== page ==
# Tangent-Secant

A **secant** of a circle is a line connecting two points on the circle. A **tangent** to a circle is a line that intersects a circle exactly once. When a nonparallel tangent and secant are given, their intersection point satisfies several interesting properties.

These properties are very important when dealing with tangents in general, as they are almost always coupled with other secants, allowing these results to apply.

## Viewing a tangent as a secant

Let \(O\) be a circle, \(\ell\) be a line tangent to \(O\) at \(T\), \(AB\) be a secant of \(O\), and \(P\) be the intersection of \(AB\) and \(\ell\). Though \(\ell\) intersects \(O\) at only one point, it can also be viewed as a secant between two infinitely close points. In other words, if \(\ell\) is a line tangent to a circle \(O\) at \(T\), \(\ell\) can also be viewed as the secant \(TT\).

This is a particularly important change of perspective, as it allows the same properties that applied to two secants to also apply to the case of a tangent and a secant. In particular, a key result is that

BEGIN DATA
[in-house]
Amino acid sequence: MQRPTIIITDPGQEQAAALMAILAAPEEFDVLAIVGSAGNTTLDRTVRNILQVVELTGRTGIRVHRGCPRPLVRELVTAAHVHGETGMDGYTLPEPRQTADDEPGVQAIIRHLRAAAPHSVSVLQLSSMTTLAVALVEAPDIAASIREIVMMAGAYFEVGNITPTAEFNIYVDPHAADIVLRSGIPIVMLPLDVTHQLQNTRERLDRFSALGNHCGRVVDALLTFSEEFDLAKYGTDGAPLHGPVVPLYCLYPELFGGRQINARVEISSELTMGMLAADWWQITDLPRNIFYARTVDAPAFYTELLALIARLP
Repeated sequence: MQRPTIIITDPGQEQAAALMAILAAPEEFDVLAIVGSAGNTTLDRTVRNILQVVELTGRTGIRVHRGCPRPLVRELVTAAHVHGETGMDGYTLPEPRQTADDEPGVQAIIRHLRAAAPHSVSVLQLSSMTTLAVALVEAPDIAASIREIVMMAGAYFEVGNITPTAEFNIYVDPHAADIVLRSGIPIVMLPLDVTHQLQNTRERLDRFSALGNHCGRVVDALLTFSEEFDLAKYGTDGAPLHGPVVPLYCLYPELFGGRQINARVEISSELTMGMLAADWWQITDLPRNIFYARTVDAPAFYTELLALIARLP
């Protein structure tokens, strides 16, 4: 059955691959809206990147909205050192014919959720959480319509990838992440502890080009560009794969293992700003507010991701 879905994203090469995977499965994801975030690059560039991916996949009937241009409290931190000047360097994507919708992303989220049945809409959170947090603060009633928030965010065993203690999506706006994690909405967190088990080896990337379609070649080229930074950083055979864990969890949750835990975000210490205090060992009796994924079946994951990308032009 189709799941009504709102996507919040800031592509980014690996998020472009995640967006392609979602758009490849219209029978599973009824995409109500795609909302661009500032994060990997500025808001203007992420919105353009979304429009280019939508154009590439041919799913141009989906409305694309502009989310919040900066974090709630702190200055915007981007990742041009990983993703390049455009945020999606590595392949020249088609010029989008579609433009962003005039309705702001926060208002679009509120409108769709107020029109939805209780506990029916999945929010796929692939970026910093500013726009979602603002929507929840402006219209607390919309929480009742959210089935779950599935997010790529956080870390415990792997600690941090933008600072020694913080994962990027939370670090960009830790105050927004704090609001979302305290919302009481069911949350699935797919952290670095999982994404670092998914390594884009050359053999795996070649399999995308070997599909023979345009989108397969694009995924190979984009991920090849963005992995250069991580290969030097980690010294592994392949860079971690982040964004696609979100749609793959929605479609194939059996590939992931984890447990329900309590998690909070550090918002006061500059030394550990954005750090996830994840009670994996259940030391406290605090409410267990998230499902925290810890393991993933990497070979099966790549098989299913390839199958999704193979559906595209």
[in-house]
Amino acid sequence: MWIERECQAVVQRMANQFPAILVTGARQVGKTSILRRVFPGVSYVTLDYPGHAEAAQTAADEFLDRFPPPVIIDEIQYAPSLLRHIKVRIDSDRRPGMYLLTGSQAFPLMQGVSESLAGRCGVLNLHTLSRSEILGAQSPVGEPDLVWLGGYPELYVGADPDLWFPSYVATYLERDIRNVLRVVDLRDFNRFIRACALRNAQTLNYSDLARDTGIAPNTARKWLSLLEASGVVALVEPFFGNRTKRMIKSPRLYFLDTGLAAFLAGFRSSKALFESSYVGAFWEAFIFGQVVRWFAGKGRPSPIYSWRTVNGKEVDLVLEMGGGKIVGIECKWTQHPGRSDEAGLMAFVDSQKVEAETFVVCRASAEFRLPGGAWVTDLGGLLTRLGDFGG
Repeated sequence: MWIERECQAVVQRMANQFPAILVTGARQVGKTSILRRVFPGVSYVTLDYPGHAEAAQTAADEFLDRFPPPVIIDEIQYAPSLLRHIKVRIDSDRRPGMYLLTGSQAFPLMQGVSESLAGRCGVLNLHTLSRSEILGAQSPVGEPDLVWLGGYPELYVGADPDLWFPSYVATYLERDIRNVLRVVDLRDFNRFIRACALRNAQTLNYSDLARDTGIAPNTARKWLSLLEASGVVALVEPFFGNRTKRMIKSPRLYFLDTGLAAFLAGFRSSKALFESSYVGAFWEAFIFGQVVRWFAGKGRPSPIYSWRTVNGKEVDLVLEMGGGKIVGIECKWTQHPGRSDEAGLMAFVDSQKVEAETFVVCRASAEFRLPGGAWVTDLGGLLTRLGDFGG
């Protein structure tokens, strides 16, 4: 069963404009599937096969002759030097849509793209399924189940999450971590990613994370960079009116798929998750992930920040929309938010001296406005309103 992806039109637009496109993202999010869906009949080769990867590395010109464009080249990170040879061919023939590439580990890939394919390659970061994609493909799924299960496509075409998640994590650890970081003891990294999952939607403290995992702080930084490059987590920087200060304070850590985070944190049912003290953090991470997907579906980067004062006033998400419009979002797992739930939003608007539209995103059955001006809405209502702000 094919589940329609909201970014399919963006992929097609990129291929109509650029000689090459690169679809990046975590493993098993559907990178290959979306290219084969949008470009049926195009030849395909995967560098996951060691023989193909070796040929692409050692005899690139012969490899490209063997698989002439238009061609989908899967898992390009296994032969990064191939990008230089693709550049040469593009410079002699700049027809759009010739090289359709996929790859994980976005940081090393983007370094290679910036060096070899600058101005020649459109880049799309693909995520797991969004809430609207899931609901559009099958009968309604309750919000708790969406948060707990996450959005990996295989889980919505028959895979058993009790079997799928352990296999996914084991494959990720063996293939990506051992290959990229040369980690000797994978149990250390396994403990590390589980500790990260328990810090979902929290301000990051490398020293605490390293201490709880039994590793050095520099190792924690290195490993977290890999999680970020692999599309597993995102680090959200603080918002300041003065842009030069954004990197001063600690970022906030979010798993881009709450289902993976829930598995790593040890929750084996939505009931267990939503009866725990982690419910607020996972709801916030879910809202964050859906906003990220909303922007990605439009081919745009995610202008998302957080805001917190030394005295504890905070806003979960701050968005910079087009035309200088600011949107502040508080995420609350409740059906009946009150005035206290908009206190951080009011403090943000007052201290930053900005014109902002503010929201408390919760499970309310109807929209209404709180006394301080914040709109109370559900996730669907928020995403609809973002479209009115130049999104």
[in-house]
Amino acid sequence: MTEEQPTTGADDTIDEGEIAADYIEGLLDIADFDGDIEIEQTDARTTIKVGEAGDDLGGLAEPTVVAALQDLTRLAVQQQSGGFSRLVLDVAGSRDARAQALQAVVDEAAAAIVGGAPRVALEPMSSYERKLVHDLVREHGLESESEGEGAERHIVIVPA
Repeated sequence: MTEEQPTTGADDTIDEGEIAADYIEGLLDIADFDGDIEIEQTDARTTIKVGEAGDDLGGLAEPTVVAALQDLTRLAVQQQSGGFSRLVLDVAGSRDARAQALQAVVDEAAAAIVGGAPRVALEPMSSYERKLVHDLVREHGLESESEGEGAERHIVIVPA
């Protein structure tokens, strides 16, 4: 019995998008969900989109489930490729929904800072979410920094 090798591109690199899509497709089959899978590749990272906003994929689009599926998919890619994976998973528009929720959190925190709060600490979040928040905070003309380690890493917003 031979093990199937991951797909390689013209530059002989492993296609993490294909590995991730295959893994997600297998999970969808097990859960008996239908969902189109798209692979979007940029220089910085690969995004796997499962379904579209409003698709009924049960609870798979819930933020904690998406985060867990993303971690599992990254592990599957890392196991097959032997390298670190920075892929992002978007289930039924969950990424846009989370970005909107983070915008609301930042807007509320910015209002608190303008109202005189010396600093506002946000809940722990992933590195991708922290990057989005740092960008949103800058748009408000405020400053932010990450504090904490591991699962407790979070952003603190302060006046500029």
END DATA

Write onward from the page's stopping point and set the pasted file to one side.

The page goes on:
\[\angle PTB = \angle TAP\]

which follows immediately from the characterization above; it is equivalent to the equal angles formed by the diagonals of cyclic quadrilaterals.

\(P\) is a point outside of circle \(\Gamma\). The tangent from \(P\) to \(\Gamma\) touches at \(A\). A line from \(P\) intersects \(\Gamma\) at \(B\) and \(C\) such that \( \angle ACP = 120^\circ \). If \(AC = 16\) and \(AP = 19\), then the radius of \(\Gamma\) can be expressed as \( \frac {a \sqrt{b} }{c} \), where \(b\) is an integer not divisible by the square of any prime and \(a, c\) are coprime positive integers. What is \( a + b + c\)?

## Power of a Point

A **secant** of a circle is a line connecting two points on the circle. A **tangent** to a circle is a line that intersects a circle exactly once. When a nonparallel tangent and secant are given, their intersection point satisfies a key property: the third case of the **Power of a Point theorem**:

Let \(O\) be a circle, \(\ell\) be a line tangent to \(O\) at \(T\), \(AB\) be a secant of \(O\), and \(P\) be the intersection of \(AB\) and \(\ell\). Then

\[ PT^2 = PA \cdot PB\]

This is also a consequence of viewing a tangent as a secant between two infinitely close points, as in the previous section.